I’m afraid that I made my decision to be an abortionist right here in this city (Chicago) back in 1969. What happened was I had to spend six weeks of my six months on a ward called the Infected OB Ward and, as usual, they didn’t give us very much orientation before we were sent to work. I was told to show up on the ward at 7:00, meet my intern and get to work. So I showed up at 7:00, met my intern, and we kind of walked around the wards. And I had this idea in my mind that we would probably be taking care of women coming from the surgery wards where my fellow residents had maybe done C-Sections and they had messed them up and maybe gotten infected, and that would be Infected OB. I did take care of some of those. But that first night on call, I found out where my patients were really going to be coming from. It seemed as though as soon as the sun went down that night, the elevator started coming up from the Emergency Room and they started depositing women on our doorstep. All these women had very similar situations. They were all bleeding, a lot of them were running a fever, on physical exam they had a tender enlarged uterus, and trying to get any history out of them was like pulling teeth. Nobody wanted to talk to us at all. I was a little puzzled, but we went to work and did the obvious things. We wrote out their histories, did physicals, we started IVs on everybody, we gave blood to the ones who needed blood, we gave antibiotics to everybody. We just basically tried to shuffle through to get them in bed and stabilized and keep up with the elevator. About halfway through that evening it finally hit me what was going on. These women were coming from the back alley abortion mills in Chicago. And they weren’t talking because they were afraid they were going to get into trouble with the law.

The year, as I said, was 1969, four years before Roe v. Wade was legalized. Well, that was astounding news to me. But we got everybody admitted. Every night I was on call it was the same situation. Some 15 to 25 women every night would come in that way. We were lucky in that as we got everybody admitted, my intern and I would catch a couple of hours of sleep, and then at 7:00 in the morning a wonderful thing happens in a hospital. A fresh shift of nurses comes on. We were then able to take these women back, one at a time, to a little treatment room where, without any anesthesia at all (they didn’t waste their precious anesthesia on the Infected OB Ward at County, they were too busy with the gunshots and the car wrecks, etc.), we would have to do another D&C and we would have to scrape out whatever infected tissue the abortionist had left in. It was really a pretty brutal situation to deal with.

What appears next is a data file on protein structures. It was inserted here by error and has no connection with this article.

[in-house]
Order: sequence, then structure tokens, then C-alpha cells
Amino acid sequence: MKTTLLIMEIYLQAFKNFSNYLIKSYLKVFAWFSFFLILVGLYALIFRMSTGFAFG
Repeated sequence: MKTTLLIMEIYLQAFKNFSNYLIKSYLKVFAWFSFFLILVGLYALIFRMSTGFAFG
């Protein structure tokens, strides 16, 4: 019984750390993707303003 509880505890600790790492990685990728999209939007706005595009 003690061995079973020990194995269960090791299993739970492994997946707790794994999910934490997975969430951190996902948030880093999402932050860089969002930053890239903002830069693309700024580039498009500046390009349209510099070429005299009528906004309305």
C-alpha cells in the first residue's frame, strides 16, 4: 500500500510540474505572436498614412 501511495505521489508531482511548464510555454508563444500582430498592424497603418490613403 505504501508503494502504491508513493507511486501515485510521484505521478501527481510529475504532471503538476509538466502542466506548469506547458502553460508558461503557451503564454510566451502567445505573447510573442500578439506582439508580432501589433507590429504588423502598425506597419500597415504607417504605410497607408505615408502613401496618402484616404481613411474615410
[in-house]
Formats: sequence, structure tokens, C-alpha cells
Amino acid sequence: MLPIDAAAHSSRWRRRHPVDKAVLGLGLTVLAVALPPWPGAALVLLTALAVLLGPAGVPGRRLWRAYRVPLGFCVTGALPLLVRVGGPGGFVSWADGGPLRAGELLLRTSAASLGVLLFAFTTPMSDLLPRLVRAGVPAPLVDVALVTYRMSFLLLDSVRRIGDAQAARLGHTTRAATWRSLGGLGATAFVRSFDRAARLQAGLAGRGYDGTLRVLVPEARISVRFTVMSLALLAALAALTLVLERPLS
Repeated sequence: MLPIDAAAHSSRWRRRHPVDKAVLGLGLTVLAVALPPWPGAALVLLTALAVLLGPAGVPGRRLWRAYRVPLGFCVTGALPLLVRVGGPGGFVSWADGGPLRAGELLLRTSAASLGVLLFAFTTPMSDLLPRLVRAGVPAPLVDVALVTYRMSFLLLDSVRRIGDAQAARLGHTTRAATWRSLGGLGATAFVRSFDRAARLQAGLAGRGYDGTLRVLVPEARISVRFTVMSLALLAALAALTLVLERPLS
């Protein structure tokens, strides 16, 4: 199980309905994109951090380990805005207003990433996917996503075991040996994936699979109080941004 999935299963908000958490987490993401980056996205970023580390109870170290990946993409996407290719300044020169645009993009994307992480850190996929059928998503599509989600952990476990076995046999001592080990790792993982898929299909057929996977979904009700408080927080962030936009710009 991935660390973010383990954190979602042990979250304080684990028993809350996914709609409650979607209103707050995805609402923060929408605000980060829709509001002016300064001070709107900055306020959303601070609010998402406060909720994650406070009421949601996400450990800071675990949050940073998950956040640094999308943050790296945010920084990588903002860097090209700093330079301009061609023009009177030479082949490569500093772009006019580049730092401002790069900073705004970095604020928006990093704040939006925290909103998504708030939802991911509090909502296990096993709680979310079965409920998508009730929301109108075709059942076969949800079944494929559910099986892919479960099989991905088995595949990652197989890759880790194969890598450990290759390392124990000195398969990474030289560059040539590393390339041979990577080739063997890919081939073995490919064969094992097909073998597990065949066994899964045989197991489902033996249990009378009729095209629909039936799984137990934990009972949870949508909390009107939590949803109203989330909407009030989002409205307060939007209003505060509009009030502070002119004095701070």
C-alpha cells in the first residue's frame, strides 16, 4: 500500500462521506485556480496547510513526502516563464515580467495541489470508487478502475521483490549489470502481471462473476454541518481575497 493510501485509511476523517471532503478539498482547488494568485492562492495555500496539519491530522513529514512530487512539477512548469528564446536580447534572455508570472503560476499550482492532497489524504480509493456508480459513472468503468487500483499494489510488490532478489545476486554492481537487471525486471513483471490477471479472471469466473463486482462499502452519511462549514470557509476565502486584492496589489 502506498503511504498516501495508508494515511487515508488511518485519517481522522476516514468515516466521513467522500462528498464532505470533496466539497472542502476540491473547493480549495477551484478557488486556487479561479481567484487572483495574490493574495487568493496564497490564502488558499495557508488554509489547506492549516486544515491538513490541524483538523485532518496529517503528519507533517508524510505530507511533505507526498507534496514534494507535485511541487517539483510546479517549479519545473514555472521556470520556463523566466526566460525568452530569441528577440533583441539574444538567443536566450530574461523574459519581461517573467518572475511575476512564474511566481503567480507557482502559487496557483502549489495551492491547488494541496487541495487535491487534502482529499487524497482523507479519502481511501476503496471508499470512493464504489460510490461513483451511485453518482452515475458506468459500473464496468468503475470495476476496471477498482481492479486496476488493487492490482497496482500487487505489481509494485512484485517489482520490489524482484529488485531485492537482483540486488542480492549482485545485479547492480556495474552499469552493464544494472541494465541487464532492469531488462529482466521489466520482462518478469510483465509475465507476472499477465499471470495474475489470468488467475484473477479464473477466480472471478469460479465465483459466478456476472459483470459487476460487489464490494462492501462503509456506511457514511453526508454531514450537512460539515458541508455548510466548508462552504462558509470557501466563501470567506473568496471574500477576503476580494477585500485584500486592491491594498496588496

I remember that at the end of that six weeks, I was very angry at what I had seen. It occurred to me that if women were so desperate about an unwanted pregnancy that they were willing to go to some back alley plant and put their life on the line, I was ready for the medical profession to start offering a little real help to these women and show a little social responsibility.

So in 1973, when the Roe v. Wade decision was handed down, like much of the country, I was shocked that the court had gone so far, but I was delighted. I thought, finally, here comes a little sanity into this area of abortion.

At that time, I had finished my residency training and my first husband and I were living in Lexington, Kentucky and I was on the teaching staff of the University there, and I had been already doing abortions prior to 1973. We had a system set up in the hospital where, if a woman came in and wanted an abortion, if we could arrange it so that she met two psychiatrists who would agree that this was deleterious to her mental health, we could get it through a committee and we could do an abortion. And I really felt like these women ought to have a safe abortion and I would provide it.